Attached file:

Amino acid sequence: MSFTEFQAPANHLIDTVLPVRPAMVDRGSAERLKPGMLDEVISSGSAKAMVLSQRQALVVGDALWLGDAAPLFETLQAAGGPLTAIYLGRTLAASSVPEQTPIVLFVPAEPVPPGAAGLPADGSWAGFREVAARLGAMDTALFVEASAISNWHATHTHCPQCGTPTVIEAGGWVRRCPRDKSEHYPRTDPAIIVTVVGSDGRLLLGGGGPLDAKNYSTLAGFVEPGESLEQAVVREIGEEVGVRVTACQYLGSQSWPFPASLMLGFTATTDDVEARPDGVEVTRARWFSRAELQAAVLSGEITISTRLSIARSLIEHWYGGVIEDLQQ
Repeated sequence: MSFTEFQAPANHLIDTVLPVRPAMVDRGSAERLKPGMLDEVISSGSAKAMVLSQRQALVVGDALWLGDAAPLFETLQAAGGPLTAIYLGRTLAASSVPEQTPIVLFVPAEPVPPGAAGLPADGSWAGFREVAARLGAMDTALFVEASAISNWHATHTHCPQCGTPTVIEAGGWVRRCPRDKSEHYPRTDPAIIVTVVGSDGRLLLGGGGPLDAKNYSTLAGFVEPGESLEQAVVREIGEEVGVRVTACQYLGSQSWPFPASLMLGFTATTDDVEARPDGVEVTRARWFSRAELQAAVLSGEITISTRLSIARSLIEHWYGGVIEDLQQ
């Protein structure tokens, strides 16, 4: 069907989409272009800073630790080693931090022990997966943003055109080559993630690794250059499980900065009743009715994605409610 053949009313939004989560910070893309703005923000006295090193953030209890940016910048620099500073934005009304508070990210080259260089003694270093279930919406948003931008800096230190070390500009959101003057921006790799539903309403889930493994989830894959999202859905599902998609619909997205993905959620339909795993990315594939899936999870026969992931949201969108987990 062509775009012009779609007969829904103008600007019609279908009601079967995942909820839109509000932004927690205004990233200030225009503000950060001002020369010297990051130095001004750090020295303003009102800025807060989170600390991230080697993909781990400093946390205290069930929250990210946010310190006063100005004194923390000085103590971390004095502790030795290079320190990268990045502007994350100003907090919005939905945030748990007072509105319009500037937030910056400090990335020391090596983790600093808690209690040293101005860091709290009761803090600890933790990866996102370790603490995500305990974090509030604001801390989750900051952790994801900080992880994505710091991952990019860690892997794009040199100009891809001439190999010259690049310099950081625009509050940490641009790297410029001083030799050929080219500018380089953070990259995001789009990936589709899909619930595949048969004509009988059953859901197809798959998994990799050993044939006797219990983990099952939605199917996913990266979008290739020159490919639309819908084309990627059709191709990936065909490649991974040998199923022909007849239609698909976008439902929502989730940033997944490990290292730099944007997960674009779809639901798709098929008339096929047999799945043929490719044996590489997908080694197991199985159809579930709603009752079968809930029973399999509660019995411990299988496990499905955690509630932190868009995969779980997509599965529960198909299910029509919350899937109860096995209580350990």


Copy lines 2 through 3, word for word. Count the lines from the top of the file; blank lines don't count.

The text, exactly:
Repeated sequence: MSFTEFQAPANHLIDTVLPVRPAMVDRGSAERLKPGMLDEVISSGSAKAMVLSQRQALVVGDALWLGDAAPLFETLQAAGGPLTAIYLGRTLAASSVPEQTPIVLFVPAEPVPPGAAGLPADGSWAGFREVAARLGAMDTALFVEASAISNWHATHTHCPQCGTPTVIEAGGWVRRCPRDKSEHYPRTDPAIIVTVVGSDGRLLLGGGGPLDAKNYSTLAGFVEPGESLEQAVVREIGEEVGVRVTACQYLGSQSWPFPASLMLGFTATTDDVEARPDGVEVTRARWFSRAELQAAVLSGEITISTRLSIARSLIEHWYGGVIEDLQQ
């Protein structure tokens, strides 16, 4: 069907989409272009800073630790080693931090022990997966943003055109080559993630690794250059499980900065009743009715994605409610 053949009313939004989560910070893309703005923000006295090193953030209890940016910048620099500073934005009304508070990210080259260089003694270093279930919406948003931008800096230190070390500009959101003057921006790799539903309403889930493994989830894959999202859905599902998609619909997205993905959620339909795993990315594939899936999870026969992931949201969108987990 062509775009012009779609007969829904103008600007019609279908009601079967995942909820839109509000932004927690205004990233200030225009503000950060001002020369010297990051130095001004750090020295303003009102800025807060989170600390991230080697993909781990400093946390205290069930929250990210946010310190006063100005004194923390000085103590971390004095502790030795290079320190990268990045502007994350100003907090919005939905945030748990007072509105319009500037937030910056400090990335020391090596983790600093808690209690040293101005860091709290009761803090600890933790990866996102370790603490995500305990974090509030604001801390989750900051952790994801900080992880994505710091991952990019860690892997794009040199100009891809001439190999010259690049310099950081625009509050940490641009790297410029001083030799050929080219500018380089953070990259995001789009990936589709899909619930595949048969004509009988059953859901197809798959998994990799050993044939006797219990983990099952939605199917996913990266979008290739020159490919639309819908084309990627059709191709990936065909490649991974040998199923022909007849239609698909976008439902929502989730940033997944490990290292730099944007997960674009779809639901798709098929008339096929047999799945043929490719044996590489997908080694197991199985159809579930709603009752079968809930029973399999509660019995411990299988496990499905955690509630932190868009995969779980997509599965529960198909299910029509919350899937109860096995209580350990």